In commemoration of the 45th publication anniversary of Jacques Derrida’s Signature Event Context, the world renowned scholar on Derrida, Paul Patton, delivered a lecture titled, “Derrida’s Political Philosophy: From Unconditionality to Limited Sovereignty” last 6 September 2016, at the Martyrs’ Hall, Ecclesiastical Faculties, University of Santo Tomas. It was attended by members of the Department of Philosophy, and students from the Graduate School and the Faculty of Arts and Letters.
Patton’s lecture revolved around Derrida’s critical engagement with politics. Specifically, he discussed the political configuration of Derrida’s well-known philosophy of deconstruction. According to Patton, “Deconstruction seeks for the invention of entirely new concepts.” He emphasized the development of Derrida’s political philosophy and argues some of the salient rethinking of the concept of the “futurity of the Other” found in his concept of “L’avenir.” Derrida’s thoughts cannot be separated from the political in as much as the mediative nature of deconstruction already invokes a displacement of stabilized concepts and norms.
In concretizing deconstruction to analyze contemporary society, it assumes the form of becoming-democracy. Essentially, becoming-democracy does not provide universal guides that will engender the achievement of an ideal democratic society. Rather, it critically diagnoses traditional democracy, which is based on the concepts of absolute sovereignty and the androcentric tradition. In doing so, it envisions a democracy without sovereignty and arborescent structures, in a way that it develops into an equal ontological plane for the rhizomic interplay of various people, relations, and forces.
Moreover, becoming-democracy analyzes the contradictions or tensions immanent in our understanding and practices of democracy, justice, governance etc. towards a people-to come. However, Patton elucidates, that this radicalized brand of democracy opens us to an absolute future characterized by pure becoming. It leads us to an unforeseeable future, since its possibility is always deferred by its historical concretization.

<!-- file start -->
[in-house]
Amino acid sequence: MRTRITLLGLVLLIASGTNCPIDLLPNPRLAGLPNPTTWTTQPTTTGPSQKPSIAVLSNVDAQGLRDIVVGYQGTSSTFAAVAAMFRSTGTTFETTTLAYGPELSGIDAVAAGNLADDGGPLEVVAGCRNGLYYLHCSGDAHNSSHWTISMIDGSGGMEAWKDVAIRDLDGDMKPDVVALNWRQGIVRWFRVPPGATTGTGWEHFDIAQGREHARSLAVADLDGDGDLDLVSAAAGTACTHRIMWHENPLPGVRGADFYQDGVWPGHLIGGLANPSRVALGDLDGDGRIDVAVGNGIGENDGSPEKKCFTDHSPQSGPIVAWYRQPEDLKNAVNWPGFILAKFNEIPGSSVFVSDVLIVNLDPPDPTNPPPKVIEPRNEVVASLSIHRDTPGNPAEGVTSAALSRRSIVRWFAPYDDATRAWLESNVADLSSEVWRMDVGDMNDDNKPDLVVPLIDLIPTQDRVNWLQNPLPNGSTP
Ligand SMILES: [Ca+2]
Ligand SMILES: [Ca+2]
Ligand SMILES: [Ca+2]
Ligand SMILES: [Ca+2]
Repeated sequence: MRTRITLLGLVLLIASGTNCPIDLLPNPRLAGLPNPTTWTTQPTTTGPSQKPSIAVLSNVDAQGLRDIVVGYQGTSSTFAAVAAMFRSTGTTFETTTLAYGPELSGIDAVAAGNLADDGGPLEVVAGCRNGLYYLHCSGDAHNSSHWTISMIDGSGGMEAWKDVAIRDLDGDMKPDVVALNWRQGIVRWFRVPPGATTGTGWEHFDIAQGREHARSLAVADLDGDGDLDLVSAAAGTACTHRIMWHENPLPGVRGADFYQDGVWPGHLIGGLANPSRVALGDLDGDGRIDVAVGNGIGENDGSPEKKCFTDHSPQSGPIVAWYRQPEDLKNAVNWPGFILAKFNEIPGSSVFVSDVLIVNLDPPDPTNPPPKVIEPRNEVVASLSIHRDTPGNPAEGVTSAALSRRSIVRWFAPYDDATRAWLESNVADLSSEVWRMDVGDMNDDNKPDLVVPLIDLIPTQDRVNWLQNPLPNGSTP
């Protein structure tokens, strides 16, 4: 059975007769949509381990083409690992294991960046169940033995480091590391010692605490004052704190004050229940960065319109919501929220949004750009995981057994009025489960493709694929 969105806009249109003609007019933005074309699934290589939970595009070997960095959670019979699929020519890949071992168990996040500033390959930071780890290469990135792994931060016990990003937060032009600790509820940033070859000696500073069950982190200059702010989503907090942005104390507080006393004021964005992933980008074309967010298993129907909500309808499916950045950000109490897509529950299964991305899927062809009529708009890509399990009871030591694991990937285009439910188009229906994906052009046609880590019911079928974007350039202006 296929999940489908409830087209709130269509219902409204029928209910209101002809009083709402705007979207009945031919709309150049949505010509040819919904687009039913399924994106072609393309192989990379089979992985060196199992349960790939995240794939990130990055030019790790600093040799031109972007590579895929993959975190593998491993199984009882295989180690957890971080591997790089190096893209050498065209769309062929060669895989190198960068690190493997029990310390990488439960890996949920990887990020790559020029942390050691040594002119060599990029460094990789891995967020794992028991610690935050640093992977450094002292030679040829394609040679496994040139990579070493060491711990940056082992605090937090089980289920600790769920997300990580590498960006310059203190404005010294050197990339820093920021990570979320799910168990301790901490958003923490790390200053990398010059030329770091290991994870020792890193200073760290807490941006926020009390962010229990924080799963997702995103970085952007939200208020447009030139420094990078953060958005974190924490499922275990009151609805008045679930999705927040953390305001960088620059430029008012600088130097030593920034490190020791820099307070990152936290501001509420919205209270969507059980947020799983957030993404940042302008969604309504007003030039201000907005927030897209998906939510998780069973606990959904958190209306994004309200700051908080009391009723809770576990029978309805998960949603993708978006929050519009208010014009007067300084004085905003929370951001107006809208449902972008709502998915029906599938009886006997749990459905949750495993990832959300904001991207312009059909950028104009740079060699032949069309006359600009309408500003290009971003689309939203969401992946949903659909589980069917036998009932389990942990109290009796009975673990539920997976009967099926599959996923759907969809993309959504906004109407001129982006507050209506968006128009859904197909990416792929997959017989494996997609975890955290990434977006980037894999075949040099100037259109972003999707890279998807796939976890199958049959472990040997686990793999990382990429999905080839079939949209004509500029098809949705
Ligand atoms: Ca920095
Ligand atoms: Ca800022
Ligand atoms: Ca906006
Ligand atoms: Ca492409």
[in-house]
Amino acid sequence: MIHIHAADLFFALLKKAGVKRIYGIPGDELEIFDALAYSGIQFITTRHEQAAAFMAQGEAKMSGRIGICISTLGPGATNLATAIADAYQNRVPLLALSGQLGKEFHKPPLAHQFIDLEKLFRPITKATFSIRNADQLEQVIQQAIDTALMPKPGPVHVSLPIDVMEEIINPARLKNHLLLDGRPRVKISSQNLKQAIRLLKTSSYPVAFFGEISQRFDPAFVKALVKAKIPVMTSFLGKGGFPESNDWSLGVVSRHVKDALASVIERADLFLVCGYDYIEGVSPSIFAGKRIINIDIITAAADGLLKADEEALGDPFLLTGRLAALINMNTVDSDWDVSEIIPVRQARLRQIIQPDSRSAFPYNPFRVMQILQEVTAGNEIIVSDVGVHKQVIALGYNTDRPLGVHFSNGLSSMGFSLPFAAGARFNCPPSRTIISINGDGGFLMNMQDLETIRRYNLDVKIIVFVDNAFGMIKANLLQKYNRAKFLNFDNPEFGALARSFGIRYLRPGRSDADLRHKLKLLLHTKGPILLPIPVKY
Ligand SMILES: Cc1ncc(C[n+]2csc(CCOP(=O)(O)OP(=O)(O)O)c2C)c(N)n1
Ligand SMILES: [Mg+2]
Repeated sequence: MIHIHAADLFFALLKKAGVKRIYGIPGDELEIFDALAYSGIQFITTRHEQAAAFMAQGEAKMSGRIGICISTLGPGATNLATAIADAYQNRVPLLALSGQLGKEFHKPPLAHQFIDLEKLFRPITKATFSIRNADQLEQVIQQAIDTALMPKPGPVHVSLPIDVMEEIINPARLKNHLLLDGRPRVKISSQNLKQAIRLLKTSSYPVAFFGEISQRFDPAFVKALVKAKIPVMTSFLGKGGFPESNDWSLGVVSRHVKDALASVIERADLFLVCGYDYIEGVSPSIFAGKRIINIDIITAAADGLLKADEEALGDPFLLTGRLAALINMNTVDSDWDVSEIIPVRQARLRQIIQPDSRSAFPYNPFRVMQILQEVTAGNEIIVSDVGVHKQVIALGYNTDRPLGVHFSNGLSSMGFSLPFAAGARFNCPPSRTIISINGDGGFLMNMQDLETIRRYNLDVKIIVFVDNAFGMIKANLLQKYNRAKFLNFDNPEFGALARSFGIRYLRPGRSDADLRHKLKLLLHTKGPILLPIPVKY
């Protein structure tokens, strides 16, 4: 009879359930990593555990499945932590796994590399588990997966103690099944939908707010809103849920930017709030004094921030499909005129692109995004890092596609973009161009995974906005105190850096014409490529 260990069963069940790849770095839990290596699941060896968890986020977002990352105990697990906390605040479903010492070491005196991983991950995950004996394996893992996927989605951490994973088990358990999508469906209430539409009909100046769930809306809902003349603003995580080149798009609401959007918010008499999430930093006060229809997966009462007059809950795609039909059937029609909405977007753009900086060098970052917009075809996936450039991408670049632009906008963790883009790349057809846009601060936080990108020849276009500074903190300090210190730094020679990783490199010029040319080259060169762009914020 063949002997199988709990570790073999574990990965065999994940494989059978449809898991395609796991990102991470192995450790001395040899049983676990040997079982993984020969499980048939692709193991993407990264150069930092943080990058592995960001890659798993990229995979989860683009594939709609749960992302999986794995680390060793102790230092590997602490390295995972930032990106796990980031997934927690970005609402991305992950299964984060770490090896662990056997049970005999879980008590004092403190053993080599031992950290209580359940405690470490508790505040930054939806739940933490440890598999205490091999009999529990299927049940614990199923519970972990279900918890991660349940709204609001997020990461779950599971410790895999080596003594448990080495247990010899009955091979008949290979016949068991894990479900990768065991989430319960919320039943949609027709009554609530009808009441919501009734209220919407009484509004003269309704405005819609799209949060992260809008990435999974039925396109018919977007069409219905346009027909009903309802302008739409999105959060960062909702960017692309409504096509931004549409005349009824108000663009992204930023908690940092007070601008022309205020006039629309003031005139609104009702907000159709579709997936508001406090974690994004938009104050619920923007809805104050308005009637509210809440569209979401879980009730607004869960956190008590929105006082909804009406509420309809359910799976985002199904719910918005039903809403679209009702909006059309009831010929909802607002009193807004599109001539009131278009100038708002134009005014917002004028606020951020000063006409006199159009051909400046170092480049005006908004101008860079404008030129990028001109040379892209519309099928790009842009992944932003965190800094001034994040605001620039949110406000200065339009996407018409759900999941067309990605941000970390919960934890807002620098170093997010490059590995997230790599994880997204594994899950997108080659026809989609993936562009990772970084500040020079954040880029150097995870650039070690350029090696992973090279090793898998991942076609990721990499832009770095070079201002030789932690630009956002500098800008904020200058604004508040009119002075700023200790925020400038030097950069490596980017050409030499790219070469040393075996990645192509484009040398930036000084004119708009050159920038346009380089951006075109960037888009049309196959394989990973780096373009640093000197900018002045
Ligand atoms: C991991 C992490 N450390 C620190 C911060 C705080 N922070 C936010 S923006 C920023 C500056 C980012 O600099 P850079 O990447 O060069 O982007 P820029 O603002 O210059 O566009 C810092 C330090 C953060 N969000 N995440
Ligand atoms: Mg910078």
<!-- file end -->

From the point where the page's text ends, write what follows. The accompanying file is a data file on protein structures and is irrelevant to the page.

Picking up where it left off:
Patton contemplates Derrida’s anticipation of a receptive form of democracy in which cosmopolitanism provokes our thoughts on the possibility of living together in a community of plural identities with their respective plural norms. This thought is not only timely in a era of migration and political asylums, it also evokes the necessity of vigilant anticipation and reception of a future Other to come. In a similar vein with Nikolas Kompridis’ receptivity towards the new, Patton proposes that the challenge of today’s democracies is not merely to curate the inclusion of different identities, but also to maintain the continuous possibility of difference for those who are about “to come.” In this case, we see the anticipative role of hospitality as a continuing guarantor of a democracy of the future. Patton’s reading of Derrida gives this ethical turn of receptivity a critical continuity in Derrida’s latter texts. In contrast to Levinas, Derrida’s conception of différance as a starting point for establishing the possibility of mutual receptivity between “host” and “guest” in a cosmopolitan democracy. By establishing this subtle economy of relations, Patton sees Derrida’s thoughts as a viable theoretical foundation for ethics in a democracy that has yet to come.
A Scientia Professor in the School of Humanities and Languages, University of New South Wales, Patton obtained his undergraduate and graduate degrees at the University of Sydney and his postgraduate study at the University of Paris (VIII). Known as the translator of Gilles Deleuze’s Difference and Repetition, he has published widely on French poststructuralist approaches to political philosophy, especially the work of Derrida, Deleuze, Foucault, and Nietzsche.